[2:38] Siesfeld notes that lots of attention is being paid right now to the economic benefits of the arts.

[2:37] Here’s a link to the report, which includes the map in question.

[2:33] OK, now we’re getting to content. Map has arts participation at the center, with arts creation as a subset of participation. It divides first-order benefits into society/communities (economic & civic) and individuals (cognitive & emotional).

[2:28] The process took nearly a year, and the map went through a number of revisions based on feedback from practitioners. Initial version was very simple, looking almost like a heart, but gradually got more complex as more elements were added.

[2:22] Siesfeld quoting Hewlett Foundation ex-president Paul Brest on theories of change. Initially they thought about doing a traditional theory of change, but quickly decided that what was being described was far too complex for TOCs’ left-to-right structure. So they wanted to incorporate non-linear elements, and thus went with systems mapping.

[2:18] Tony Siesfeld from Monitor Institute is now presenting the map (which, to be clear, is a conceptual map rather than a geographic map). The goals of the project are to “establish a measurement framework for assessing arts’ impact over time” and advance our understanding of relationship between the arts and key domains such as creativity, sustainable communities, health and wellness, economic prosperity. It’s also designed to flow into a research agenda by identifying which areas of the map have lots of research available, and which have less.

[2:15] The systems map so far has been variously referred to as “both too complex and too simple” and “productively inaccurate.” Reminds me of the maxim that “all models are wrong, but some are useful.” In any case, interesting to see the crew downplaying things a bit.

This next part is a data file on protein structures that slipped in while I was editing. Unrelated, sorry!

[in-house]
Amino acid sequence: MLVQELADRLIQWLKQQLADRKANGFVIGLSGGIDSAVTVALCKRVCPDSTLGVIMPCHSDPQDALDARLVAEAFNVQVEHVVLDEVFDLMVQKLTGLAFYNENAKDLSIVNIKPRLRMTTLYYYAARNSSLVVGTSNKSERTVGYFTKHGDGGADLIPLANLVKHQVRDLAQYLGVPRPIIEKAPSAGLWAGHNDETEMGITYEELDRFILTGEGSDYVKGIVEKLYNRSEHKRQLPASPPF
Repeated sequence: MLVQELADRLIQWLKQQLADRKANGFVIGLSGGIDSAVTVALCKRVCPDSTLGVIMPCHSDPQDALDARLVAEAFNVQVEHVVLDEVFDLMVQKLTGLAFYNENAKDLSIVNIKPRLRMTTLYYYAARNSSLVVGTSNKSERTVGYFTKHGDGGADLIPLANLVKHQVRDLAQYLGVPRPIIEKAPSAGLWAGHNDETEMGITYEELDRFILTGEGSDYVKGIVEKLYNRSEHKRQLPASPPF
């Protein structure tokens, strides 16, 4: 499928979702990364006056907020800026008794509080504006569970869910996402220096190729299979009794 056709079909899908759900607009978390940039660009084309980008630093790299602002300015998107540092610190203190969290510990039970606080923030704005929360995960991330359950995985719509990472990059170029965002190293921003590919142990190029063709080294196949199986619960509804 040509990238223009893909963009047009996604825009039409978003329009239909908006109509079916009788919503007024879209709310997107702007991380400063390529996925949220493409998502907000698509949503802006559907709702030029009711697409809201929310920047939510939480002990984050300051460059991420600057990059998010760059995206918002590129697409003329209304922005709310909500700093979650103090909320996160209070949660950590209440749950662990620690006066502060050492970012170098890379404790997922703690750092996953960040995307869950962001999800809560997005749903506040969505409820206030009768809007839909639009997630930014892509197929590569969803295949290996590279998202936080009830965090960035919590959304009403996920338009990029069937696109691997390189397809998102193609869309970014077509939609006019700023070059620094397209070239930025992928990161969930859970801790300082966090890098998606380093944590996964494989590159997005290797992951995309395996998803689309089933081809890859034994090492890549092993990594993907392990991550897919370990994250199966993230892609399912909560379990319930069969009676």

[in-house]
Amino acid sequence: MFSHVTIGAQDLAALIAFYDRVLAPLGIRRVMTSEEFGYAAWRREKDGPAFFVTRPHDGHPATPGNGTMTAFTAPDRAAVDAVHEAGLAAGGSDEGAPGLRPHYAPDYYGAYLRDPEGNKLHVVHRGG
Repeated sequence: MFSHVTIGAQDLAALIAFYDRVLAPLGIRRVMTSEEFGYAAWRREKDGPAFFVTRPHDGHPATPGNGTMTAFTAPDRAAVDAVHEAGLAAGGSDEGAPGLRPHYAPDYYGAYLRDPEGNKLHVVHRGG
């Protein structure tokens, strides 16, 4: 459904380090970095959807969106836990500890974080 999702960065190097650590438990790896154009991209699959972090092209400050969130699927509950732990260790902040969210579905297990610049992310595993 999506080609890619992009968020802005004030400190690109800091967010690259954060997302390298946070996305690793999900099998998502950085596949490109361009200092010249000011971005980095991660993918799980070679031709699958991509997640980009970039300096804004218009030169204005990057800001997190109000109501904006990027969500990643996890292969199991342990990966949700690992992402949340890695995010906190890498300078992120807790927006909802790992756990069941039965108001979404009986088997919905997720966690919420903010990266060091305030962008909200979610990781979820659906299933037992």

[2:03] Starting off with introductions from Sherburne Laughlin, Phyllis Peres, Peter Starr, and Rocco Landesman. Two simple questions: 1. What is art? 2. What exactly happens when art happens?

I’ve gotten away from event blogging for the most part, but I thought I would emerge from semi-retirement for this one since it’s the most public forum to date at which the National Endowment for the Arts has shared its plans for research. If you want to follow along, you can do so at the Twitter hashtag #HowArtWorks or watch the livestream here. Keep refreshing for updates, which will appear in reverse chronological order.

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  • Kamella Tate

    Re. abstracted framework: This appears to me as an Atlas-level freeway map — we’re the cartographers in our organizations, communities, states, and regions, exploring and drawing the “lay of the land” going forward. We’re the detail.

  • Andrew Taylor

    Thanks Ian! Great to have you in the room, and sharing it through the intertubes.